Penarth Town Council has decided to break its 140-year-long tradition of unpaid voluntary service by councillors and – for the first time – make an annual payment to the Leader of the Council.
Since 1875 all members of Penarth Town Council (now 16 of them) have been expected to do the job purely on a voluntary and unpaid basis. Except for the Mayor’s special allowance, all that the rest of them have been entitled to receive (if they claim it) is £100 a year to cover phone and IT costs and mileage on council duties and travelling expenses.
However Penarth Town Council’s policy and finance committee has been considering the final annual report of the Independent Remuneration Panel for Wales – the body which decides on the payments and salaries of elected representatives – and has been going through a list of the panel’s “determinations” which have now widened the scope to give payment to some councillors.
COUNCIL LEADER REMUNERATION
A new “determination” by the Independent Remuneration Panel gives the council – for the very first time – the right, if it so decides, to pay up to 3 councillors an “additional annual payment of up to £500 in recognition of specific responsibilities”. This is an allowance which has never been paid before by Penarth Town Council.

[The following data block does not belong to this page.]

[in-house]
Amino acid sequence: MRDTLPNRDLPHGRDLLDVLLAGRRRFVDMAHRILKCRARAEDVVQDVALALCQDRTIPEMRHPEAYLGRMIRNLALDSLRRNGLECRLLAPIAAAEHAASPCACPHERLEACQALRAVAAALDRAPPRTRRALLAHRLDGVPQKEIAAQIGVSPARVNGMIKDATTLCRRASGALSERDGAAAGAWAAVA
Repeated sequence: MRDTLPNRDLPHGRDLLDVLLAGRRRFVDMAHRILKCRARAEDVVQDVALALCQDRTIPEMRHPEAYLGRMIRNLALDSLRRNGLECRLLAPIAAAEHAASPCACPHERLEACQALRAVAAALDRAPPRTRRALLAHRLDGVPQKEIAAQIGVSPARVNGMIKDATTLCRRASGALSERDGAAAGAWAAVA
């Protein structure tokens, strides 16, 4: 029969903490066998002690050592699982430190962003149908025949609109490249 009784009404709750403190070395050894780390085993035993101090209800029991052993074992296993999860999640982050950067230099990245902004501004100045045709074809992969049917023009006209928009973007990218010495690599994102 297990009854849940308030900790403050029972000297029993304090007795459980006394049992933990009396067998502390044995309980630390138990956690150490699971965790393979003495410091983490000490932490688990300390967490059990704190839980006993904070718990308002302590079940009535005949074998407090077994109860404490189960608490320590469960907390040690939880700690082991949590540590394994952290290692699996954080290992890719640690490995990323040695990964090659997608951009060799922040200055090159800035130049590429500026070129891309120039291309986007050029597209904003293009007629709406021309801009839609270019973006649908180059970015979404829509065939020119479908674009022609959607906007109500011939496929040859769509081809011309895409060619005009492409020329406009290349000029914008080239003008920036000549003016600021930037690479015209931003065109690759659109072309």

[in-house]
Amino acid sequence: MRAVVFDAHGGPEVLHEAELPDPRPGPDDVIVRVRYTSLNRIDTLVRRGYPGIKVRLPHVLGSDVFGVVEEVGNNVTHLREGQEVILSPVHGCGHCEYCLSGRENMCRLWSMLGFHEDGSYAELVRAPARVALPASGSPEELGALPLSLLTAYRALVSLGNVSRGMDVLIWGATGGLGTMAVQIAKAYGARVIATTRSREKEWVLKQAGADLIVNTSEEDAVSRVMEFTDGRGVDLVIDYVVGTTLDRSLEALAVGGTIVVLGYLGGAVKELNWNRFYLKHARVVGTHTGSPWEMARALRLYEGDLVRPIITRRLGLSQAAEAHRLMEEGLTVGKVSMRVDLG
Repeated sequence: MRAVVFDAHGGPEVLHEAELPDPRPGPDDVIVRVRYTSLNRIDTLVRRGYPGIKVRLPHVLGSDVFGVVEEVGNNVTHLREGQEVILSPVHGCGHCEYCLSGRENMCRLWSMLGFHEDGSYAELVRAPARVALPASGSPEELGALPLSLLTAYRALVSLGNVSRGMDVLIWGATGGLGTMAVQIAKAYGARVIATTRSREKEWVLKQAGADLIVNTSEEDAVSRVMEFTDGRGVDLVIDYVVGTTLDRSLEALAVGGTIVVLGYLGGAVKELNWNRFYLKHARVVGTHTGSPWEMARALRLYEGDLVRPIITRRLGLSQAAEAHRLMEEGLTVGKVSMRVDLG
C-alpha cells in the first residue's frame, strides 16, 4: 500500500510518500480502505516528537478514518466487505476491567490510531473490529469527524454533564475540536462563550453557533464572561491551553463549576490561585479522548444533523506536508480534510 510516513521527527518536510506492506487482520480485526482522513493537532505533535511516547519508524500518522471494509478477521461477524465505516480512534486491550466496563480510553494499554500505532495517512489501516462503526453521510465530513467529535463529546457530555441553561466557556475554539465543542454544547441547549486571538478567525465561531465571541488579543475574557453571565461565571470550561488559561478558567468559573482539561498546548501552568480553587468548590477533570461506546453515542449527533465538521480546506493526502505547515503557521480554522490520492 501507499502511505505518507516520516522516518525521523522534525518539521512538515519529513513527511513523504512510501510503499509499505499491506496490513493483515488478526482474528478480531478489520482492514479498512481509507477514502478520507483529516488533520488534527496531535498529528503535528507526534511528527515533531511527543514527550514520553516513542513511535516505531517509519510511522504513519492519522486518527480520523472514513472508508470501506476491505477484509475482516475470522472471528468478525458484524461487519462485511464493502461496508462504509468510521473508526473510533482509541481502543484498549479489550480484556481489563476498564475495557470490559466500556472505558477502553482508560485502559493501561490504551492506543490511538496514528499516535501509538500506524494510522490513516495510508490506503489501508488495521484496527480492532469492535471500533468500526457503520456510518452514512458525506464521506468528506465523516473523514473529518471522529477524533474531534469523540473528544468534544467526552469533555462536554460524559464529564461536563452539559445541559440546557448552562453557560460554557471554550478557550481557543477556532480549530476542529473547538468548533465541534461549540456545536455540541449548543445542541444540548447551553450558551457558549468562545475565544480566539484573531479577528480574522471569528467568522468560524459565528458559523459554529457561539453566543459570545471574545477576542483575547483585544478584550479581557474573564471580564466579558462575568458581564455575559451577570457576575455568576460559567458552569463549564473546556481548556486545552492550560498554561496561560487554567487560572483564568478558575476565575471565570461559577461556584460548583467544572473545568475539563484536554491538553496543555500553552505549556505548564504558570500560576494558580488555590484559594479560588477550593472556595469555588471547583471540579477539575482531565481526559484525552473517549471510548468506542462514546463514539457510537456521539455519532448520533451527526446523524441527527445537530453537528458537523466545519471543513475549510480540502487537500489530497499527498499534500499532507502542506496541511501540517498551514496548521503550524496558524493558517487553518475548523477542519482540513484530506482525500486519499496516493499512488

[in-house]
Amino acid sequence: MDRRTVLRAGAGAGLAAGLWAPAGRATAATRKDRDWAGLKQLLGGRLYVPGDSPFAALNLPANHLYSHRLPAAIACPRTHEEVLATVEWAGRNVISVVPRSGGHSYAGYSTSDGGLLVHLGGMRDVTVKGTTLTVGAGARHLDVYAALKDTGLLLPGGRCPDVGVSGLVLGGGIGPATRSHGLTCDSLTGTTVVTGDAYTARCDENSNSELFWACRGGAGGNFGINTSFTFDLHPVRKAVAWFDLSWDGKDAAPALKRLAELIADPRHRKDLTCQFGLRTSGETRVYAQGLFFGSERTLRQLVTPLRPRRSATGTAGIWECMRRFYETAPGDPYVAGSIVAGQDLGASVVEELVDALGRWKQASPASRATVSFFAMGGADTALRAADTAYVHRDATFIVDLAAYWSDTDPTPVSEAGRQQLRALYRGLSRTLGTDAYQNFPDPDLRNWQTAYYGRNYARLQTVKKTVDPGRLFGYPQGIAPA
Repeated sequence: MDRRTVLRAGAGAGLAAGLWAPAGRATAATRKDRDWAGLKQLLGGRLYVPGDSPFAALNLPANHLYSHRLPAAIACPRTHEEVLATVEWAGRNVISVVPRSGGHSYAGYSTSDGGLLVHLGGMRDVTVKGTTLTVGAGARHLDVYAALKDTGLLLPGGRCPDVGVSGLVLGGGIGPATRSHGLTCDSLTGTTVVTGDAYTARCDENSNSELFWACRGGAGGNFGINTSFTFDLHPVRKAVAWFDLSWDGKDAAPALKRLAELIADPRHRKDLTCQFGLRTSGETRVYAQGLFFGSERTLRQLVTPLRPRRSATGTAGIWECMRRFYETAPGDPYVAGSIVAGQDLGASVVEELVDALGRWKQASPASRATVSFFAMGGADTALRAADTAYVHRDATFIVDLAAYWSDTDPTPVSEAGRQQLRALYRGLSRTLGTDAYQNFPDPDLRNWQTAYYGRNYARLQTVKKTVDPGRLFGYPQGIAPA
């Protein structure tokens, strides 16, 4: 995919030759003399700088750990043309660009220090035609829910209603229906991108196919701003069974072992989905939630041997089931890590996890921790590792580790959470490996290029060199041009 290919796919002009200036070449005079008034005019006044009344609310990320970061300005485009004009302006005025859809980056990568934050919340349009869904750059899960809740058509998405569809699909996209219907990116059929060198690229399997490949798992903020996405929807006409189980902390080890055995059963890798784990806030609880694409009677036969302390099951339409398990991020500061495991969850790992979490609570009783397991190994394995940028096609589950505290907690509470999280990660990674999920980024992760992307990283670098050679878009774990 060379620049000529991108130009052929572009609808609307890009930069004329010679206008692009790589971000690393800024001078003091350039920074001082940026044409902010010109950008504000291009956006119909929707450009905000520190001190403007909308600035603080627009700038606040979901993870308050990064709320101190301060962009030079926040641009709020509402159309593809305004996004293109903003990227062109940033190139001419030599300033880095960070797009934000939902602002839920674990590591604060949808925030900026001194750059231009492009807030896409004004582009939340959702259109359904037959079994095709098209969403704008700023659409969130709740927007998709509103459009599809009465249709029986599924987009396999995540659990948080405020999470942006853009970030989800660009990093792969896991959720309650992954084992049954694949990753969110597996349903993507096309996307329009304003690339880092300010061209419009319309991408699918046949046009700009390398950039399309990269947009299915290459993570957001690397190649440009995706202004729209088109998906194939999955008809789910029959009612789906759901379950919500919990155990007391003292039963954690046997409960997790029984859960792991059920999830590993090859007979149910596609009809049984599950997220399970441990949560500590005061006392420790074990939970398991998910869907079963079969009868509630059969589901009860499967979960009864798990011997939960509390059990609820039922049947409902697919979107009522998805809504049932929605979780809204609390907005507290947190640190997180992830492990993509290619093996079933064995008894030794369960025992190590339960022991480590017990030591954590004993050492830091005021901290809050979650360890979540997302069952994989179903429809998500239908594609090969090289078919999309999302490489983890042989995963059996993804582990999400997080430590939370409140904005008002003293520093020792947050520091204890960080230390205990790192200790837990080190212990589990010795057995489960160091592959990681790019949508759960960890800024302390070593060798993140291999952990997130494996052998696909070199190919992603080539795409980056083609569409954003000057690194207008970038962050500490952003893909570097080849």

The Town Clerk Shan Bowden – attending her final meeting prior to her retirement at the end of this month – justified the proposed new payment by saying “There are certain members who do spend a lot of time in the office. The role of the Leader particularly, not just in this administration but in any administration, is needed. That person’s time is needed within the office”. She told councillors “That is one area you may wish to consider” .
The Leader of Penarth Town Council, Cllr Mike Cuddy (Labour St Augustines) who is also chair of the Policy and Finance Committee remained in the chair during the ensuing discussion and invited comments from councillors.
Cllr Gwyn Roberts (Labour St Augustines) said “There is a huge amount going on in this council with restructuring and the Town Plan and the Momentum Group which is taking a lot of time of the Leader . I suggest that, without making it a regular thing, that this year we pay the authorised £500 to the Leader of the Council – just the one payment because of the particular circumstances we find ourselves in”.
The potential beneficiary of this arrangement – Cllr Cuddy – asked from the chair if there were any other observations.
Cllr Martin Turner (Conservative Plymouth Ward) asked whether the amount in question would be reviewed annually. He was assured that it could be. Cllr Turner said he would support the payment.